This document provides information on how to configure ArrowPoint Content Aware (ACA) on the Content Services Switch (CSS) 11000 and 11500.
There are no specific requirements for this document.
The information in this document is based on these software and hardware versions:
All CSS 11000 and 11500 Content Smart Web Switches
CiscoWebNS software releases
The information in this document was created from the devices in a specific lab environment. All of the devices used in this document started with a cleared (default) configuration. If your network is live, make sure that you understand the potential impact of any command.
For more information on document conventions, refer to the Cisco Technical Tips Conventions.
The ACA algorithm is a load balancing algorithm that was designed to optimize a web site’s performance because it prefers servers with better response times over servers with worse response times. The Content Smart Web Switch (such as the CSS 11000 and 11500) uses the normalized average response times from synchronize/start (SYN) to finish (FIN) of the TCP connections between clients and servers to determine a load value for each server. The server with the lowest average response time is given a load value of 2. The load ranges are from 2 to 255, and they are calculated separately for long and short (<15K) files and then averaged together. A server with a value of 255 is brought out of rotation. As the load value increases for a server, the less requests ACA sends to it. The algorithm that ACA uses to pull the server out of rotation is not linear, therefore, the server with a load value of 200 is hit much, much less than a server with a load value of 12, as compared with a server with a load of 2.
There are two parameters that can be used to modify the load values of the servers. The first is the load step. The load step is 10 milliseconds by default. The load step refers to the difference between each load value. A service with a load of 3 compared to a service with a load of 2 has a response time that is 10 milliseconds worse. A service with a load of 10 compared to a service with a load of 2 has a response time that is 80 milliseconds worse.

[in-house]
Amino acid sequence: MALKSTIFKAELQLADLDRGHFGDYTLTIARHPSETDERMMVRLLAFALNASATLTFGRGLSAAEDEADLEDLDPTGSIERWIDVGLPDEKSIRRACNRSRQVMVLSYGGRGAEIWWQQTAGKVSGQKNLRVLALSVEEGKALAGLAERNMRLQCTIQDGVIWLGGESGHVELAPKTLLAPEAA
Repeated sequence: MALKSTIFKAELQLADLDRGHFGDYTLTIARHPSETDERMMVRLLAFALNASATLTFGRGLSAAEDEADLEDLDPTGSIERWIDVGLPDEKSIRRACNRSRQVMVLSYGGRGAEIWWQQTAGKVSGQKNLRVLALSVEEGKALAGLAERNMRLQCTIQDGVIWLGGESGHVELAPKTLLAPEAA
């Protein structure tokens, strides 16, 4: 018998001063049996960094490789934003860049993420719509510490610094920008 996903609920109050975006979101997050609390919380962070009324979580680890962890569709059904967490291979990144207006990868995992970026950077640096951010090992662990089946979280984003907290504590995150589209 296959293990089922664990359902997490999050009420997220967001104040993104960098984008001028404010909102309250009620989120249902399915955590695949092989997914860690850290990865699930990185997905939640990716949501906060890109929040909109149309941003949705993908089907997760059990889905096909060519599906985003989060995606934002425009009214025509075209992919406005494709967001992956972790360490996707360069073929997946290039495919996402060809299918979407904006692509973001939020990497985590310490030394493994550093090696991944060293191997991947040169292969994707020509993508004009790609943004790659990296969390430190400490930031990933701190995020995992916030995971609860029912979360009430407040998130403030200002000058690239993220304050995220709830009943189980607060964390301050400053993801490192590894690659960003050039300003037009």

The second value that can be used to modify load is the load teardown-timer. The load teardown-timer is used to set the maximum time between teardown reports. Teardown reports are used to derive the load number for a service; they include a summary of response times for services when flows are being torn down. If your CSS does not have a high volume of flows, you may want to decrease the load teardown-timer so that the load value gets calculated more often, and therefore causes the CSS to become more reactionary when you use ACA.
There are two values that can be adjusted to modify the behavior of ACA. The load-threshold is used to determine when a service should be brought out of rotation. The default value is 254. If you determine that your site’s performance is hindered when a service reaches a load of 100, you can change the load threshold to 99, which would cause these servers to come out of rotation. Since ACA uses the load value to determine how many requests it should send a server, past performance values are used to make load balancing decisions. If a service is not hit, the CSS has no data to make future load balancing decisions. Periodically, ACA causes the "bad" service to be hit so that it can determine if it has recovered. The load ageout-timer is the time in seconds that the CSS does not hit a server that has exceeded the load threshold. If you want to attempt to bring the server back sooner, you could decrease this value; the default is 60 seconds. If your server typically takes a longer time to recover than 60 seconds, you want to increase this value.
Issue these commands on the CSS:
show load—this command provides the average of long and short loads.
load step msec dynamic—this command is used to decrease to create greater deltas in load, or to increase to create smaller deltas in load.
load step 20 static !--- Services with response times within 20 milliseconds !--- will be treated the same.
load teardown-timer seconds —this command is used to decrease, which makes the load more reactionary (low flow rate).
load teardown-timer 10 !--- Decreased for low flow-rate.
load ageout-timer seconds —this command is used to increase to take longer to bring back in the "bad" server or decrease, to bring the "bad" server back more quickly.
load ageout-timer 120 !--- Increased for slow recovering server.
load threshold load_value —this command is used to decrease to bring the server out of rotation at a lower load value than 254.
load threshold 100 !--- When a service hits a load of 100, it !--- will be taken out of rotation.
The Cisco Support Community is a forum for you to ask and answer questions, share suggestions, and collaborate with your peers.
Refer to Cisco Technical Tips Conventions for information on conventions used in this document.